Wired: Why isn’t there going to be a UMD transfer program for North America, like there is in Japan?
Shuhei Yoshida: I’m sorry we are not doing it in the States, but there are two factors that contributed to the decision as I understand it. I’m not in a position to make that kind of business decision. The system has been introduced in Japan, where there is a much larger demand for PSP games. When you look at the release schedule of new titles there are still lots of PSP games being released in Japan and being announced for release. Lots of people who are interested in trying Vita are also interested in playing PSP games that they might purchase before Vita comes out, and will not necessarily choose the digital version.
So there is a lot more demand … to introduce a program like that. The other point is that when you look at PSP titles sold digitally in the States or Europe, games are sold for a really reasonable price. You can buy Final Fantasy Tactics for $10. That’s a great price. There are many, many games that are sold at an affordable price. Because people in Japan are not getting the digital copy for free, because it costs us money to develop and maintain the system so we are asking people to pay somewhere between $5 and $10 to receive the digital copy in addition to what they have on the UMD. When you compare that to the price of games here, PSP games in Japan are sold at a much higher price, so people see the value in spending the $5 to $10 to get the digital copy. But when the games are already sold at a lower price in the U.S. we see less value in introducing that kind of system. The combination of the new titles available, or the lack of, and the price difference, the company decided to do that.
Wired: You’re right that PSP caught on in Japan more so than in the U.S. What’s different about Vita that’s going to cause it to succeed here?
Yoshida: There are a few key factors that contributed to that. When PSP came out five or six years ago, it was a great piece of tech: big screen, beautiful 3-D graphics, it was almost as good as a PS2. At that time it was very exciting to be able to play those games on the go. But the platform didn’t provide much more than that in terms of features. So we game developers created games and the software business for a few years was great on PSP.
Many developers and publishers in Japan decided to shift focus to portables.
But after that we tried to come up with some new concepts and new ways to use PSP, and really struggled to come up with some new experience that you cannot get on the home console. During that period, the new home consoles came out, PS3, 360, with much better graphics, in HD. So it’s not hard to imagine people’s interest kind of, you know, defused. The lack of a dual analog system for PSP made the gameplay experience control much more compromised, to play the kind of games that people in the States or Europe cherish. Their action-adventure or FPS. That’s one big thing.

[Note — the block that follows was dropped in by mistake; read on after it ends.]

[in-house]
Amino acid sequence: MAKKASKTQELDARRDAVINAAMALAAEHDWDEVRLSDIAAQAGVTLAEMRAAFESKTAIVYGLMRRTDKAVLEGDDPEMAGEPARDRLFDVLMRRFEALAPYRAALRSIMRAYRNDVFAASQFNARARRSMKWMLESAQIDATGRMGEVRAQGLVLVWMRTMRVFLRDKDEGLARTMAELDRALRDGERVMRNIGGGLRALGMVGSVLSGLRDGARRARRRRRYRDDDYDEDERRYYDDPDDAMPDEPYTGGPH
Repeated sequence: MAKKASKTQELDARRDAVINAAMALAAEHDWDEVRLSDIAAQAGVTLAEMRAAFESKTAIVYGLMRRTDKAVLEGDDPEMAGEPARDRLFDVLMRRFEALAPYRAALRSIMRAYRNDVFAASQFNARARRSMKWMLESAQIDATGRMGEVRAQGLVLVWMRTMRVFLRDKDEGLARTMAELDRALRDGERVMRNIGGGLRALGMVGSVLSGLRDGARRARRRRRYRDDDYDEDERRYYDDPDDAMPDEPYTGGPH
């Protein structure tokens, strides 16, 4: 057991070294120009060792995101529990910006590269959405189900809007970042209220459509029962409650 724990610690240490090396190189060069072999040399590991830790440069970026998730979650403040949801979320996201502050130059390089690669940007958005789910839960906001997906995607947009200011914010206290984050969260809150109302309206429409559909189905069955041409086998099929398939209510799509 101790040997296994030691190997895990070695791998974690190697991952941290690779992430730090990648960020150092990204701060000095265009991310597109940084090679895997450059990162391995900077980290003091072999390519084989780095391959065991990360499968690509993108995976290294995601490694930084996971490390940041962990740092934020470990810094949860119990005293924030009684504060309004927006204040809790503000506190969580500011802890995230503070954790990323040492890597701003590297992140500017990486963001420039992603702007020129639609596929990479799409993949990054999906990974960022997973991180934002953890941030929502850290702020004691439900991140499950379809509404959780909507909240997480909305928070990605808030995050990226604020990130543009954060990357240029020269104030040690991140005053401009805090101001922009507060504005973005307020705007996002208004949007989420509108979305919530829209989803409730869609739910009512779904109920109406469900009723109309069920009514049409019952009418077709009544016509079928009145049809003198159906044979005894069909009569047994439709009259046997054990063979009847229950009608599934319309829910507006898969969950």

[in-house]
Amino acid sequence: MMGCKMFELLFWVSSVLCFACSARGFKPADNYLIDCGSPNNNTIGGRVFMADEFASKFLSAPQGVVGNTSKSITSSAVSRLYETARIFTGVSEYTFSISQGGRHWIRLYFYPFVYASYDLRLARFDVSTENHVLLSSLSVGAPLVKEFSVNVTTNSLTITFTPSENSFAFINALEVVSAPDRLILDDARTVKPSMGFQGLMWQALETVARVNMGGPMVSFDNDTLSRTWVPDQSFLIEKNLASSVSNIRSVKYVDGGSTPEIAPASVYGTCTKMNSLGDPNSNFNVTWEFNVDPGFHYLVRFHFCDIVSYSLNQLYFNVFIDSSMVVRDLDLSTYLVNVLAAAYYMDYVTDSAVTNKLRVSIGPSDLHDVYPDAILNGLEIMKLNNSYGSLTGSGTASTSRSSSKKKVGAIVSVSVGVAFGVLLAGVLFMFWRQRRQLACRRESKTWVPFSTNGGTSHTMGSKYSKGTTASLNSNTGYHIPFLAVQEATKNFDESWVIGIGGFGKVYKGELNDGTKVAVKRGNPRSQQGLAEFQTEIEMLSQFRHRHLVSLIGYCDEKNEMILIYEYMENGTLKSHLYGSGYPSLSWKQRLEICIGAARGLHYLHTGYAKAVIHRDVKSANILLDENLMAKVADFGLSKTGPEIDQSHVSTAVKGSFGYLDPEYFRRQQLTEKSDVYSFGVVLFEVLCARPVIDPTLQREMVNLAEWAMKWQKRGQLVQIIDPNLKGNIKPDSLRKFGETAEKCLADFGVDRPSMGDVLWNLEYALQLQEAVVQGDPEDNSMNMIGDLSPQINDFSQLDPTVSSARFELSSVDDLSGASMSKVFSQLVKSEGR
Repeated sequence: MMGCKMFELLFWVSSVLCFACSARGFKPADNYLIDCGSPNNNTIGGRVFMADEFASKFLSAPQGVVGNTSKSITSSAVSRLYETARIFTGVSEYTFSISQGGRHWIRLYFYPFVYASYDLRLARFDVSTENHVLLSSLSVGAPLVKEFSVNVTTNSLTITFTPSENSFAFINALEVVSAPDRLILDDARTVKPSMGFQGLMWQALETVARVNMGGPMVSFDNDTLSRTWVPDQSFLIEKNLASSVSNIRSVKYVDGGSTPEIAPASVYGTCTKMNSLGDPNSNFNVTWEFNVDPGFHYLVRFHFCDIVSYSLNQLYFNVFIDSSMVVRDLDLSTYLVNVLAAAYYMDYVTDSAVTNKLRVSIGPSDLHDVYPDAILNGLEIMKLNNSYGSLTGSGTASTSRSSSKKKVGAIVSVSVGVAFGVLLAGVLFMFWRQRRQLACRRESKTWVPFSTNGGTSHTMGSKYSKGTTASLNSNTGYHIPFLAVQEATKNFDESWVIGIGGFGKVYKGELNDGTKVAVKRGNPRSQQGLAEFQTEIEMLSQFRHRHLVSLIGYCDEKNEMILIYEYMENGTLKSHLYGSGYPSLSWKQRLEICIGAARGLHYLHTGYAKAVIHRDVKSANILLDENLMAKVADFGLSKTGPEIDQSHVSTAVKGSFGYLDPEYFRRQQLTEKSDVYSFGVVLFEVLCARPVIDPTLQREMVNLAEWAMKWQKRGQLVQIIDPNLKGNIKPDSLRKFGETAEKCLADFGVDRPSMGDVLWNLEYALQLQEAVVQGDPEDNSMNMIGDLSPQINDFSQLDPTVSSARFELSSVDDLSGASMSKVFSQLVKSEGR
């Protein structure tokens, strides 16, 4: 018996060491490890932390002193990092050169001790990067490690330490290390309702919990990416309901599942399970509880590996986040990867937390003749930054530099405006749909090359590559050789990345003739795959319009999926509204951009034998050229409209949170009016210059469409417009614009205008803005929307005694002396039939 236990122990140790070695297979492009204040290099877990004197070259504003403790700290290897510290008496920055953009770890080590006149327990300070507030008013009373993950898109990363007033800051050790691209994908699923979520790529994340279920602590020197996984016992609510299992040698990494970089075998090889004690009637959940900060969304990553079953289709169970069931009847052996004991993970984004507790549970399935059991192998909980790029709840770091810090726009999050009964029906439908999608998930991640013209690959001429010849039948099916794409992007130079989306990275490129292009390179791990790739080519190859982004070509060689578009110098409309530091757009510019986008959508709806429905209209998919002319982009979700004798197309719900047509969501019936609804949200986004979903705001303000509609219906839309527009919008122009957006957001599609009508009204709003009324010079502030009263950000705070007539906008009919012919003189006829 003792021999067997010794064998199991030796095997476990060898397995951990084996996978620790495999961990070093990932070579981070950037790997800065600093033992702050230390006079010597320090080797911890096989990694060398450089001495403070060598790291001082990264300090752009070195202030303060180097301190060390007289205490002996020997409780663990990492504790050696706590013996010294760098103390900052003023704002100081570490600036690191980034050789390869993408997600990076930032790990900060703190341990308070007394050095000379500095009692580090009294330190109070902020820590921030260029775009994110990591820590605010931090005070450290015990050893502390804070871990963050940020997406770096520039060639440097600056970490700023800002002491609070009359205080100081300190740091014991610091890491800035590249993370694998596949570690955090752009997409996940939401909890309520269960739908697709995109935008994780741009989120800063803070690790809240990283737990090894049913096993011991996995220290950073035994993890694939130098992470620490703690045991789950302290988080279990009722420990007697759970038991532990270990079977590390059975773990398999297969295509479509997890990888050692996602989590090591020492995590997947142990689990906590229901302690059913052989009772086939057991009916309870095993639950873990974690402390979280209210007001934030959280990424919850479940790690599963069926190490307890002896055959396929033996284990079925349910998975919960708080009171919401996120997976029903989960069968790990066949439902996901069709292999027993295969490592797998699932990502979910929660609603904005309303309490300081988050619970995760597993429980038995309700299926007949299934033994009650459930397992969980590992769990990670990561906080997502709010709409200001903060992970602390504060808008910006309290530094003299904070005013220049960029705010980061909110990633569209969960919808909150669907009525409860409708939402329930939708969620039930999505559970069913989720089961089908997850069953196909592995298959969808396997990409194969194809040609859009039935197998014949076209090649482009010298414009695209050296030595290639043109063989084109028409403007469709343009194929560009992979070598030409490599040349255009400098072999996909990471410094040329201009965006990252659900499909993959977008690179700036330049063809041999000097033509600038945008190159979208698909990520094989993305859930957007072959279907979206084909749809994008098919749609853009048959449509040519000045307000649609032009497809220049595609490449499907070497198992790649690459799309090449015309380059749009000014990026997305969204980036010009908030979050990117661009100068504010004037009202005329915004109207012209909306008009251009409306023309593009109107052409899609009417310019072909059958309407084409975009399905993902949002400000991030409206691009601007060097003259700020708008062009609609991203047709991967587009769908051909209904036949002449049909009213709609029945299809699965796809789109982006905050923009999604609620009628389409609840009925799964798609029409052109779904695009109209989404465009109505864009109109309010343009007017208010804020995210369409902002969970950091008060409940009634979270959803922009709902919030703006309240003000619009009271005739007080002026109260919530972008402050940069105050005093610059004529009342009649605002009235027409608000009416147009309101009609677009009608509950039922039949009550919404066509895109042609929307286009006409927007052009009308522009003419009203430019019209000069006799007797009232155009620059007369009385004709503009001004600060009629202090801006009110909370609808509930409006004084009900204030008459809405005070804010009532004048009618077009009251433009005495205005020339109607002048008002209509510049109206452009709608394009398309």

The other thing was piracy. Piracy was really, really killing the software business. We know our games were played by millions of people in the world but not necessarily being paid for. Our business partners know, and they’re disappointed in the number of sales of games on PSP and it’s very natural for them to make the business decision to divert resources to other business opportunities. At that time, the PS3, 360 and Wii next-generation consoles were coming and these games were bigger and require more resources than PS2 era.
We made a mistake as well — right after the PSP launch we were preparing for the PS3 launch, and that took a lot more resources. So we shifted development resource away from PSP to and that contributed to the lack of business return coming from piracy for third parties really helped reduce the number of new games. But compared to that in Japan, there are other factors which helped the portable game. Ironically, in the development in Japan, developers in Japan struggled to jump on the current-gen home consoles, the high-end graphics, shaders, multi-core architecture. The enormous resources that are required to create titles for those home consoles of today.
So many developers and publishers in Japan decided to shift focus to portables. It’s one generation older in some cases two genrations older from a core tech standpoint. It’s a very comfortable zone for them to create games. You’ve seen many great home console franchises shift focus so the latest new sequel started to come out on portables first. The popularity of co-op play, Wi-Fi, ad-hoc like Monster Hunter style games, caught on. That all contributed to the huge popularity of portable games in Japan. It’s a positive cycle, right? The publisher thinks, ‘Great, we can make these games and we can sell them and we can make money.’ So that’s where the consumers are still.
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